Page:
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DECEMBER 1, 1998   4:59 PM
CONTACT: Rainforest Action Network
Mark Westlund, Shannon Wright - 415/398-4404
Exxon-Mobil Merger Spells Potential Disaster For The Planet's Climate; Enviros Ask: Will Big Oil's Seven Sisters Become The Three Fates?
SAN FRANCISCO - December 1 - "Now that Exxon and Mobil have merged to form the world's largest fossil fuel company, it has the responsibility as the industry leader to do all it can to stem the tide of climate change. This requires a rapid move out of fossil fuel and into renewable energies, and ending new fossil fuel exploration, beginning with projects slated for fragile ecosystems. Our climate and our rainforests depend on it."

- Shannon Wright, Clean Energy Campaign Director

Environmental and human rights activists expressed concern today as Exxon Corporation announced it agreed to acquire Mobil Corporation in a transaction that will create the world's largest oil company. Unless the company, to be called Exxon Mobil Corp, makes an immediate shift into renewable energy sources, greens fear, the world's climate, endangered natural areas, and last remaining traditional indigenous communities could face catastrophe.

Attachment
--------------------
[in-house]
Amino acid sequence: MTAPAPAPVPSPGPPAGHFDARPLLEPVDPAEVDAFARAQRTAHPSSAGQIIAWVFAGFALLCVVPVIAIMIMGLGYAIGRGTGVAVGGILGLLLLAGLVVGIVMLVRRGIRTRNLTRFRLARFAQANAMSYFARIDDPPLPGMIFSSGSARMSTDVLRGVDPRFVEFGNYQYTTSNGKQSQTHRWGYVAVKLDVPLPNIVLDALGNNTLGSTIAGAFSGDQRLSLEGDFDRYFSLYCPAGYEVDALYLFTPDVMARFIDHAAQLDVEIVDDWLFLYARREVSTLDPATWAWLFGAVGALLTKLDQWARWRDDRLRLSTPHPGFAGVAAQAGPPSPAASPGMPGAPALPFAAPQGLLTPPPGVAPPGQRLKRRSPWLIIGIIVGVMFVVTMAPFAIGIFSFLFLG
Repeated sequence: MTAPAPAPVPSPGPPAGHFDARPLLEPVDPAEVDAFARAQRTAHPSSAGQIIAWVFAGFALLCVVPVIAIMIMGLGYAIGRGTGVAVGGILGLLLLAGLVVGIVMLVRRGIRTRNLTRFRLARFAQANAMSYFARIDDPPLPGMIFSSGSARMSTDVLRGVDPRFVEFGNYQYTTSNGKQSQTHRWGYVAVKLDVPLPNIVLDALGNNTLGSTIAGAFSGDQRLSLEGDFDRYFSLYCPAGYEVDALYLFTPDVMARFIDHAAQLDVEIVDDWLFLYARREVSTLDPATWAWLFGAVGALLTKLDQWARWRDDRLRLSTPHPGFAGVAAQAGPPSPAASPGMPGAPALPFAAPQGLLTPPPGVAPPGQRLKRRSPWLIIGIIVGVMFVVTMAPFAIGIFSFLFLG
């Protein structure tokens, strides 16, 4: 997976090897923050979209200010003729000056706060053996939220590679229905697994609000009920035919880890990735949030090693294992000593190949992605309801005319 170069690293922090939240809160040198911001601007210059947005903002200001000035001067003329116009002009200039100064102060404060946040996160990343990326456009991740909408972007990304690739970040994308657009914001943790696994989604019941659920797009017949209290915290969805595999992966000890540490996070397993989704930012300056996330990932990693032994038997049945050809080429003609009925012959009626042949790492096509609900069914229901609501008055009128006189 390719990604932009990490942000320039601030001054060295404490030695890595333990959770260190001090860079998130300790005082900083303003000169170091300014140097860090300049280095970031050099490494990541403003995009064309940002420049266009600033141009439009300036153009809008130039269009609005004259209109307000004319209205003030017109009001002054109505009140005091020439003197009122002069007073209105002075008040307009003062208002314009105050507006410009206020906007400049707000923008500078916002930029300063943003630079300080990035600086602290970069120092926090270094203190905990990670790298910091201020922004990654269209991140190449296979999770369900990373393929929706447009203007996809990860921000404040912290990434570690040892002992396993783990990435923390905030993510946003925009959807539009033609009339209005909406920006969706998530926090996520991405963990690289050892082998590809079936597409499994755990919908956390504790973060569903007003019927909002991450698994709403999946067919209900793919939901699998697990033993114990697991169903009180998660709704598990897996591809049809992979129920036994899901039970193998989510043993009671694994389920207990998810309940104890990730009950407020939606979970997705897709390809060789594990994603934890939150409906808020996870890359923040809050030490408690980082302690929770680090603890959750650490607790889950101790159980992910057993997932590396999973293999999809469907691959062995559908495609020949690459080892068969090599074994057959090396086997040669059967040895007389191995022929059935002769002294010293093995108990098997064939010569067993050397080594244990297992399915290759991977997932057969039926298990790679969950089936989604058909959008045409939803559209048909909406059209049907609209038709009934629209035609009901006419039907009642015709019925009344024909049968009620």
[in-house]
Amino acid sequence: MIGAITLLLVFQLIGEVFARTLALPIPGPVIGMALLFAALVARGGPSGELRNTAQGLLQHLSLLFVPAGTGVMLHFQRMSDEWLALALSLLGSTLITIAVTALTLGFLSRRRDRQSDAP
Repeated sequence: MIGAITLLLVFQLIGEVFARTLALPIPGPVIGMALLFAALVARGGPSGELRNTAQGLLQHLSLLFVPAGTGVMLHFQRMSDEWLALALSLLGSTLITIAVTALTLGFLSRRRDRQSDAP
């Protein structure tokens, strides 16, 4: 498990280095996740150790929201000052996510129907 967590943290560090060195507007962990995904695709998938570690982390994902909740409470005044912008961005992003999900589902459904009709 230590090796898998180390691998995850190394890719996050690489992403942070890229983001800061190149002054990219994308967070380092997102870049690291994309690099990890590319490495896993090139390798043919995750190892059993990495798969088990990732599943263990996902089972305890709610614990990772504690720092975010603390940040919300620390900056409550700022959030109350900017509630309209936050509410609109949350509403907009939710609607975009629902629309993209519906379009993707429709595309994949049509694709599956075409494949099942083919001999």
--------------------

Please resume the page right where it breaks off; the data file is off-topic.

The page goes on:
"When energy companies put brute profitability ahead of environmental and human rights concerns, we can expect the worst," said Shannon Wright, RAN's Clean Energy Campaign Director. "I am deeply concerned that at no point in this transaction, either company has addressed plans to phase out new petroleum exploration in rainforests and other delicate ecosystems, or a plan to transition into renewables."

The companies said in a joint press release: "This merger will enhance our ability to be an effective global competitor in a volatile world economy and in an industry that is more and more competitive. It allows us to manage our expanded, combined asset base to deliver increasing returns and growth to our shareholders while reducing our operating costs."

Rainforest Action Network and campaign partner Project Underground released a report assessing the threat of new petroleum exploration to the climate, the environment and indigenous people. Key findings include that the oil and gas industry spends over $150 billion annually on new exploration, and that the area covered by new exploration activities in the last decade roughly equals the land area of the U.S. and Europe combined. The ongoing exploration threatens old growth frontier forests in 22 countries, coral reefs in 38 countries, and mangroves in 46 countries. In addition, indigenous peoples on every inhabitable continent and at least eight isolated groups face an immediate or near-term threat from exploration.




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